I am analyzing Latin word order. As in many other languages, most Latin sentences begin with the subject, but I've noticed quite a few that have many complements and adjuncts and then end with the subject immediately following the verb. If Latin still has to satisfy EPP (Extended Projection Principle), does the subject ALWAYS have to raise from the Spec (Specifier) of VP (Verb Phrase) to the Spec of TP (Tense Phrase)? Or is there some way of overriding that so it can stay next to the verb like I've observed? I know complements and adjuncts undergo scrambling, but so far I haven't read anything that says the subject does too.

Examples from Pompeiian inscriptions

  • "normal" sentence according to SOV (Subject-Object-Verb) order:

Lucilla [subj] ex corpore [adjunct] lucrum [complement] faciebat [verb]

  • sentence where the subject is found right next to the verb:

Solacio matri tu Mater [subj] eras [verb]

  • 6
    Welcome to the site! Your questions sounds very interesting. Could you explain what all of those abbreviations are? That will make it more readable. Notably EPP, Spec, VP, TP, SOV. And scrambling, though not an abbreviation, could also be explained.
    – Cerberus
    Commented Apr 25, 2019 at 0:08
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    Perhaps, it’d be helpful to mention the minimalist syntax (or program) somewhere in the question.
    – Alex B.
    Commented Apr 25, 2019 at 13:00
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    @lemontree♦: Admittedly, I posted that comment thinking I was on Latin Stack Exchange... Even so, don't you think there are plenty of people (not "any potential reader") who may know about this theory but have forgotten some of the abbreviations? With the proper terms, they could look up the theory, refresh their memory, and be able to answer the question. I know this has happened to me plenty of times. Many people are really bad at abbreviations. I would not say the upvotes to my comment prove anything, but...
    – Cerberus
    Commented Apr 25, 2019 at 13:07
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    I actually think there is a good chance I might be able to answer this question if only I could look up the theory: when you realise what a theory is about, it's often fairly obvious once you penetrate the abbreviations and other jargon. P.S. Nobody asked for a "full introduction to the underlying theory and all its concepts such that any potential reader understands the question in full detail".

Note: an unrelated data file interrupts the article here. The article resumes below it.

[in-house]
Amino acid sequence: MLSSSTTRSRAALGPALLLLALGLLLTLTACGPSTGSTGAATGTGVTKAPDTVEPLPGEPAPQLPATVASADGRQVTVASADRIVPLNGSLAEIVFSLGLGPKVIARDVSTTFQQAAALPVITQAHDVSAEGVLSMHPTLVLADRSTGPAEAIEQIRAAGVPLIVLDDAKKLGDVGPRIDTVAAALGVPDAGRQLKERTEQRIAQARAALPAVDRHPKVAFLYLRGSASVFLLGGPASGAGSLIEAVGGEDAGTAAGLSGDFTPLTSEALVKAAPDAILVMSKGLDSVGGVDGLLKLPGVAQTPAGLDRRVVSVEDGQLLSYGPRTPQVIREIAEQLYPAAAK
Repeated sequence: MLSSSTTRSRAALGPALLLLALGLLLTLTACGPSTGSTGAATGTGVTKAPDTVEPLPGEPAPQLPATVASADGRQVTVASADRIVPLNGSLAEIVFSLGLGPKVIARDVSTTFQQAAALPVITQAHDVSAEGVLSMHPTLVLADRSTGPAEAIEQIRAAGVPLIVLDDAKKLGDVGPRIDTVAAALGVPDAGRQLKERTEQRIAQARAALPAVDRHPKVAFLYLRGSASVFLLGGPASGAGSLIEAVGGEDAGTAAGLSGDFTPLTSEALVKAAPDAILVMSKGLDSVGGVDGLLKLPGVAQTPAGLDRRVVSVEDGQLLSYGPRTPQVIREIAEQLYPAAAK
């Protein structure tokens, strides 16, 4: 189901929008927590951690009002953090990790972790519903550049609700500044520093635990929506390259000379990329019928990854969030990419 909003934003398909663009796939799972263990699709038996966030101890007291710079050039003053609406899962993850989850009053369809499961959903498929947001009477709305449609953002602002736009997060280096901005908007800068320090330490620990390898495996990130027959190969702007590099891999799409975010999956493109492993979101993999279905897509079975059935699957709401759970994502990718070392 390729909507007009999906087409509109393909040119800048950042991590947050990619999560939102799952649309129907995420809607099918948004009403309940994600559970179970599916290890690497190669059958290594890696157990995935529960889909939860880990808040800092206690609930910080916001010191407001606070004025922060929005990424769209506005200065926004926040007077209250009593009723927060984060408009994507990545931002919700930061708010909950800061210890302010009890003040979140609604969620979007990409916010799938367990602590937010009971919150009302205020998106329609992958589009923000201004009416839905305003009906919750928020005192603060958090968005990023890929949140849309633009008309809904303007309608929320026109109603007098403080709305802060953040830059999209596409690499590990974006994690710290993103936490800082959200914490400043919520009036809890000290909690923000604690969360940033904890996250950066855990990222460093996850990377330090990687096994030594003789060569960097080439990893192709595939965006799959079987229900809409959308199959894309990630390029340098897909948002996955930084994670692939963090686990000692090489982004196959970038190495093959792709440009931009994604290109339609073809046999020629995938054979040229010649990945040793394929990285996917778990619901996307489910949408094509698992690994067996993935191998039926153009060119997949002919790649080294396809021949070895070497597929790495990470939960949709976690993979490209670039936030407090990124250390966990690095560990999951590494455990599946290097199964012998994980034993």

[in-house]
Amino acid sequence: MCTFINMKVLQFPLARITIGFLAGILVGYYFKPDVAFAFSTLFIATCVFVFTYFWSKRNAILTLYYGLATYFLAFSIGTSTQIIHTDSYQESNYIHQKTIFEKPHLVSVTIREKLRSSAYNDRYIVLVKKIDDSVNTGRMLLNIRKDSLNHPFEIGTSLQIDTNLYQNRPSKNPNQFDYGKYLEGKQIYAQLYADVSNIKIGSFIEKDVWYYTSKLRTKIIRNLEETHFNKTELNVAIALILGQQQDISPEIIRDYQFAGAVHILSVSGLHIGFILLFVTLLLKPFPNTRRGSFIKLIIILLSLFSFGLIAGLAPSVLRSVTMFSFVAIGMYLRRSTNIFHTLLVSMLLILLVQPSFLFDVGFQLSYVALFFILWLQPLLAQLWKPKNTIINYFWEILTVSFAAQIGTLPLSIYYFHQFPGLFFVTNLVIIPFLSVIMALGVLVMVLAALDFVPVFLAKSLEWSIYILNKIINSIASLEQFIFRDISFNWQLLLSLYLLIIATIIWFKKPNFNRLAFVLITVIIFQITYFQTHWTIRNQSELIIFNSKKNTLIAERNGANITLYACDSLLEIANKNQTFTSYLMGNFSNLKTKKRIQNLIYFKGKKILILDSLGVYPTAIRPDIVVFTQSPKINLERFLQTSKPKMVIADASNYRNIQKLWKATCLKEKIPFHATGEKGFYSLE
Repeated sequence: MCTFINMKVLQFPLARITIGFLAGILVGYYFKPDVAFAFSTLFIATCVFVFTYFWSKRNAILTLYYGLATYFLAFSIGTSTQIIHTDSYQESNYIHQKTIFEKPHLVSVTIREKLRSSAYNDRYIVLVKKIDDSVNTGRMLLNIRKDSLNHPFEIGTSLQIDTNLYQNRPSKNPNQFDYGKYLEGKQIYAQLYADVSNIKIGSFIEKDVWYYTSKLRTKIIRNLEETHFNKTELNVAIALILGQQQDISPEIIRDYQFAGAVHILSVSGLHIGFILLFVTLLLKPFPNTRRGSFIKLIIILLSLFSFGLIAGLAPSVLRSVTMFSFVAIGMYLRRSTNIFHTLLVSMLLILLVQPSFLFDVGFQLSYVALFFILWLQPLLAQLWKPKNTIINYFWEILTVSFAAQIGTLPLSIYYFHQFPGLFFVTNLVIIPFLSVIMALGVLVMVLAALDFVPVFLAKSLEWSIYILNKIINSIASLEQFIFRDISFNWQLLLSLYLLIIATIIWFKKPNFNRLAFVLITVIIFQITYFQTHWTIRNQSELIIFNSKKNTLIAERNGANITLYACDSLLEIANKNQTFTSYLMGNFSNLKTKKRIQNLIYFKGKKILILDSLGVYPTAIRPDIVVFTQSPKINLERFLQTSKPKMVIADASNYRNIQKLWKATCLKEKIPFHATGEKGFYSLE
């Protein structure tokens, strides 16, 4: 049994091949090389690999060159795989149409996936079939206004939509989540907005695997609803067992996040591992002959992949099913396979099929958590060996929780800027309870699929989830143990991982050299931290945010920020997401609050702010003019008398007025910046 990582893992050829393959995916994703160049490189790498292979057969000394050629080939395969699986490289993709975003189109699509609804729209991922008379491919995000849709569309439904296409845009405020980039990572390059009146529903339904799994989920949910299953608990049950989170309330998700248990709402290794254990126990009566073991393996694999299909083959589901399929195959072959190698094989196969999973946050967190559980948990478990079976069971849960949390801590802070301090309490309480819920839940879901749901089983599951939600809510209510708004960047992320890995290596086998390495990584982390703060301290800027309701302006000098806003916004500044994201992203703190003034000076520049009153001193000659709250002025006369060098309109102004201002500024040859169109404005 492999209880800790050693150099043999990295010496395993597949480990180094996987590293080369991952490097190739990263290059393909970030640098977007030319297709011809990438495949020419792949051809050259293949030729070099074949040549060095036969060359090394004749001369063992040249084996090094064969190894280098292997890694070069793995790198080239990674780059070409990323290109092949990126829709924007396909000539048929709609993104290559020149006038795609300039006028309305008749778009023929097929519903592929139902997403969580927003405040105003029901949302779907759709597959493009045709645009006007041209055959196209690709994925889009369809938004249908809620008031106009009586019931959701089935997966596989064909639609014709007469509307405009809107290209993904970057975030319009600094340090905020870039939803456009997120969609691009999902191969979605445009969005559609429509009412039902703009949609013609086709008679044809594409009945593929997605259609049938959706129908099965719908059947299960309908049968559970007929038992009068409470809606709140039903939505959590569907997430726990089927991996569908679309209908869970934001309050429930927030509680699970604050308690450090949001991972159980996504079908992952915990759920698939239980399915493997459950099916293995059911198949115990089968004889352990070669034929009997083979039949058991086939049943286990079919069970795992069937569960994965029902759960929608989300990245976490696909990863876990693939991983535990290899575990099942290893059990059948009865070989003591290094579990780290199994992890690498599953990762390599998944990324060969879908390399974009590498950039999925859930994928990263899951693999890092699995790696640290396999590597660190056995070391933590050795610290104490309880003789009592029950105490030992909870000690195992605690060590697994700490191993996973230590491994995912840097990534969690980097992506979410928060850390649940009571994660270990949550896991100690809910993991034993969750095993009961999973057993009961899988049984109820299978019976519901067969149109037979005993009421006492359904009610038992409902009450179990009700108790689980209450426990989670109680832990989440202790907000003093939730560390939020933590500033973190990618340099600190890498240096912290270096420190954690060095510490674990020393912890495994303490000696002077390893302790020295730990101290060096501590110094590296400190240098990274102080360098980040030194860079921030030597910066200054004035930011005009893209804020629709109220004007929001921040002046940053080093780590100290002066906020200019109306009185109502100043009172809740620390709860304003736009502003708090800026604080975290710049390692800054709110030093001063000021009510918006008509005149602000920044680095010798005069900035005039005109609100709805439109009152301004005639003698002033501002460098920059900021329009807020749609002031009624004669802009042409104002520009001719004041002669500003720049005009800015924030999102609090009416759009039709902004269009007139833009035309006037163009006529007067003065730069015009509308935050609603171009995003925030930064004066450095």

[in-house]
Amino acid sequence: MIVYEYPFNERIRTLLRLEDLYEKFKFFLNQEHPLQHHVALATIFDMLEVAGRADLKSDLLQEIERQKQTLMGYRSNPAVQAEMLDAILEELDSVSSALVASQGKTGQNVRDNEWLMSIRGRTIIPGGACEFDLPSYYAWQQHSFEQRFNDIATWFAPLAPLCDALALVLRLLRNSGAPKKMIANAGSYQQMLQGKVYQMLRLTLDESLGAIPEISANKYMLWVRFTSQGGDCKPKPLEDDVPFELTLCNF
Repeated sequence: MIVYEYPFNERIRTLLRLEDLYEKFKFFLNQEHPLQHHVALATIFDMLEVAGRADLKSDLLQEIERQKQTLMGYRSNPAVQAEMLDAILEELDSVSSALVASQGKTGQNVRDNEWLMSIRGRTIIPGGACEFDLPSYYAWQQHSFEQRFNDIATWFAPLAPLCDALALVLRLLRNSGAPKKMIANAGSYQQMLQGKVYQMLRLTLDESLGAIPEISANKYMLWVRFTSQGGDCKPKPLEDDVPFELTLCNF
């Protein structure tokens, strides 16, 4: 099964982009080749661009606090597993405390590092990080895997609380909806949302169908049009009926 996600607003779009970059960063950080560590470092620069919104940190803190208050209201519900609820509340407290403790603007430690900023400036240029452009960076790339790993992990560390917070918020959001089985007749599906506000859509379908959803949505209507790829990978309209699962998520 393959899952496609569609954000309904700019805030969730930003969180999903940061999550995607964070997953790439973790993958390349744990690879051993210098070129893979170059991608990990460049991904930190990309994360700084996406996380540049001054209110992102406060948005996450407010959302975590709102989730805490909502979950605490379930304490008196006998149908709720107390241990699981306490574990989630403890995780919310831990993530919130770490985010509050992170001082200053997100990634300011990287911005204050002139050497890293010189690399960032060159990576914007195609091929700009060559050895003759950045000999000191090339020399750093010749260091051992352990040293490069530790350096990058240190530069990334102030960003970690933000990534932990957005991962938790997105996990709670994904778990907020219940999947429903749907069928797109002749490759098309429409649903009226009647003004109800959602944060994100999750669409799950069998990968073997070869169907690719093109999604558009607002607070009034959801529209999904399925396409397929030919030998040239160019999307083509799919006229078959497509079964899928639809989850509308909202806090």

– Cerberus
    Commented Apr 25, 2019 at 13:07
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    @lemontree And those not in "the intended audience" would gladly not waste time trying to figure out what the acronyms stand for, just to find out that they are not in "the intended audience". Commented Apr 25, 2019 at 15:47

2 Answers 2


No. Not in the Turkish that is spoken in Istanbul. The evidence comes from scope relations when the subject is not dropped.

When you say:

Bütün çocuk-lar gel-me-di. 
all  kid-pl     come-neg-pst
All the kids did not come.

In English, the sentence is ambiguous. It can be either NOT ALL the students came (NOT > ALL) or No students came (ALL > NOT).

However, it is not ambiguous in Istanbul Turkish. It only means some of the students came and some didn't, which means negation has scope over the quantifier and the spec vp does not move to spec tp.

In Aegean Turkish, however, it is ambiguous. Either meaning can be attested like in English.


EPP entails that [Spec; TP] must be filled. However, the subject can move out from [Spec; TP] to an adjunct position, leaving a trace at [Spec; TP]. An example of such a movement is topicalization, which is an A'-movement and follows many properties of wh-movement.

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